It became clear a couple of months ago that the financial fallout from COVID was going to be severe – and not let up soon. And that the hardship would really overturn some people’s lives. And perhaps pull apart our community and our local economy. Some people and small businesses were getting propped up by government assistance; some, of course, weren’t being hit badly; but others were being devastated.

MVP began talking to tenants, landlords, nonprofits, local banks – about what was the experience “on the ground” from where they sat. A picture of suffering and the economic unraveling began to emerge – with too few resources coming along to really solve it. MVP believes in a “home-grown” solution or at least the beginnings of one if we can get tenants, landlords, local government, banks, and nonprofits all contributing to the response.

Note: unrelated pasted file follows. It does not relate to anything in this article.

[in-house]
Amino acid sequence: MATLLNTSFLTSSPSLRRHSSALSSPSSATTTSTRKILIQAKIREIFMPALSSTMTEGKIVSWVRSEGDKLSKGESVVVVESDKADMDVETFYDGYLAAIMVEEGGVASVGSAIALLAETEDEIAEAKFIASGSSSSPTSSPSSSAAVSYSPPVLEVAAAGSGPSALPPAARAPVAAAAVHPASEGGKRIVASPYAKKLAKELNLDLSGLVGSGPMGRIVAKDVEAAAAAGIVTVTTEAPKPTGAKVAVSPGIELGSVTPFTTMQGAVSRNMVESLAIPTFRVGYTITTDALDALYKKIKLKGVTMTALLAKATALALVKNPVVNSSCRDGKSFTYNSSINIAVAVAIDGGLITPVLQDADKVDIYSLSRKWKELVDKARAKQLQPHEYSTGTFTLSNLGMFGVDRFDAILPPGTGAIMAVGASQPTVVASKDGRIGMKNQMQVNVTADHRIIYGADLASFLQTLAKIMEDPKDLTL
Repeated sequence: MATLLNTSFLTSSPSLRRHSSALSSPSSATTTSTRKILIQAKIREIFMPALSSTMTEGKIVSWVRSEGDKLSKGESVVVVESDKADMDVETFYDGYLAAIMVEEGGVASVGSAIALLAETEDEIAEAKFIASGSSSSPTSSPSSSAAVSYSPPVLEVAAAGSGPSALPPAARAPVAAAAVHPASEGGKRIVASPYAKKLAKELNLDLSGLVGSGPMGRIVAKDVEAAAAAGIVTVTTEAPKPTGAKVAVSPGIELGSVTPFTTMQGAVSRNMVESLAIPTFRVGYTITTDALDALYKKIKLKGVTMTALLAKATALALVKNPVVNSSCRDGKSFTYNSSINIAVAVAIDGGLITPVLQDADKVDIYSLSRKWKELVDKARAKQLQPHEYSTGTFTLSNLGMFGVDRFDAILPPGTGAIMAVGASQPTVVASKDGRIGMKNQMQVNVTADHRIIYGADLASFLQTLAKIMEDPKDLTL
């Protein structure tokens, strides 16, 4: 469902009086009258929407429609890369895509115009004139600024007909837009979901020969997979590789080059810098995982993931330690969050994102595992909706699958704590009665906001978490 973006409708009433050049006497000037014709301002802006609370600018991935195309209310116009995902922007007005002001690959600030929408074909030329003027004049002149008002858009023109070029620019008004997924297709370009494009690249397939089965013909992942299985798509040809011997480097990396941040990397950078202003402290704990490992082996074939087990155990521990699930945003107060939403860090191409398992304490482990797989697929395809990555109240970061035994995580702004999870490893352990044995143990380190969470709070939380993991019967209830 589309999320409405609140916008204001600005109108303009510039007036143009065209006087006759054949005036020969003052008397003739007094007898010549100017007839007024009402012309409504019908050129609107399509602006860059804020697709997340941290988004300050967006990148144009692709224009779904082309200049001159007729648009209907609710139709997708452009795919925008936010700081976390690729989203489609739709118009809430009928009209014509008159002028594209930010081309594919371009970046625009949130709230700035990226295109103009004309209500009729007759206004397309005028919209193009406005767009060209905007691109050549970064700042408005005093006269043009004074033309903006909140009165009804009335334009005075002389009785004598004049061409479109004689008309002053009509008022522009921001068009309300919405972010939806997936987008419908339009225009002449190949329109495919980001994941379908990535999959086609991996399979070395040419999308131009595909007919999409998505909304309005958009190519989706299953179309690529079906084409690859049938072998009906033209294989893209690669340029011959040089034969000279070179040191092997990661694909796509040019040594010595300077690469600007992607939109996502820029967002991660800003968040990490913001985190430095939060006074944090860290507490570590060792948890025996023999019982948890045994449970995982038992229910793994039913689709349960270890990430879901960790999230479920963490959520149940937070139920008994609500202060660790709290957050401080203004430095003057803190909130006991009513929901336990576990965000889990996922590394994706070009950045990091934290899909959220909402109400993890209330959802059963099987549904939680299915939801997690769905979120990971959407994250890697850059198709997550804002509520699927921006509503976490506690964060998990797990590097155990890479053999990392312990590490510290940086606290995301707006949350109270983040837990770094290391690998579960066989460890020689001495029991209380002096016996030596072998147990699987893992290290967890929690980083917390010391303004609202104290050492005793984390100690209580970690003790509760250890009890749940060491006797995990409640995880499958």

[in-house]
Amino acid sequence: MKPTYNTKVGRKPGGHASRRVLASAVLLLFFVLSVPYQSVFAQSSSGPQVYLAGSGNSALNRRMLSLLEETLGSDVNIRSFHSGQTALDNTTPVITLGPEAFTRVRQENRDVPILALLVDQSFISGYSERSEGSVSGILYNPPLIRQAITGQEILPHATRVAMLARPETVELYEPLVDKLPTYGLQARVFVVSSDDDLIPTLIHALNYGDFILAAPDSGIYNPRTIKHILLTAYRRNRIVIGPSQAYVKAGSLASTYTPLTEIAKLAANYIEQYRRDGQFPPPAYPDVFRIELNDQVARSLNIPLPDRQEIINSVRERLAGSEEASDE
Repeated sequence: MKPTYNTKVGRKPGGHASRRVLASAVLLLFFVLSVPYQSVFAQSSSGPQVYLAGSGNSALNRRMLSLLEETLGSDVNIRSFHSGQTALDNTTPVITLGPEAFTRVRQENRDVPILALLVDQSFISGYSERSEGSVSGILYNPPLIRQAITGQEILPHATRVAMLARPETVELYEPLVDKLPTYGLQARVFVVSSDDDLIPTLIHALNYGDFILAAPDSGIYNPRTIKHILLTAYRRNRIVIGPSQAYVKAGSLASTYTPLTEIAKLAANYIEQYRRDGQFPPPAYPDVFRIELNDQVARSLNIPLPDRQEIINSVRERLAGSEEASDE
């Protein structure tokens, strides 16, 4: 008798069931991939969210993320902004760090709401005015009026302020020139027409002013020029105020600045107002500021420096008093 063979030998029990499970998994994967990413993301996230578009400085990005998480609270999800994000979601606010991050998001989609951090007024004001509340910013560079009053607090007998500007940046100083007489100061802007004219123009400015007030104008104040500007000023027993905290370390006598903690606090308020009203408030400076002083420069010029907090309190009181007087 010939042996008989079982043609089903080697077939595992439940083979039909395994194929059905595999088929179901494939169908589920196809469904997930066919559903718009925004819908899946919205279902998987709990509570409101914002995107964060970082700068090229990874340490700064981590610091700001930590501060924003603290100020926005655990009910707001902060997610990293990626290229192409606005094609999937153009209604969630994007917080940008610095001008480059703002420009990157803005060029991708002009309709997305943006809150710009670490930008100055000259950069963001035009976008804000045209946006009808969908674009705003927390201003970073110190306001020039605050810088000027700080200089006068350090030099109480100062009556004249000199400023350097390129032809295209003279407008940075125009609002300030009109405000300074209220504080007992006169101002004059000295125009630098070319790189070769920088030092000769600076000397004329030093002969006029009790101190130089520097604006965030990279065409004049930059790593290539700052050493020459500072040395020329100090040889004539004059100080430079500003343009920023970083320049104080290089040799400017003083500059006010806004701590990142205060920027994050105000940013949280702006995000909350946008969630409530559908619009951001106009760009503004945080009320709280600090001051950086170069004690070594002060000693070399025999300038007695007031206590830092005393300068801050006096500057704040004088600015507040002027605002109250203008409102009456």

We, of the 29 religious congregations, nonprofits, and educational institutions that make up MVP, are driven by a vision where a diverse community – people, organizations, businesses – can come together, recognize our shared interest and destiny and solve our problems – together. That we can’t leave people behind in a crisis without hurting our entire community.

From all of this came the Landlord / Tenant Housing Recovery Plan contributed to by all those sectors glued together by our belief in “one community”.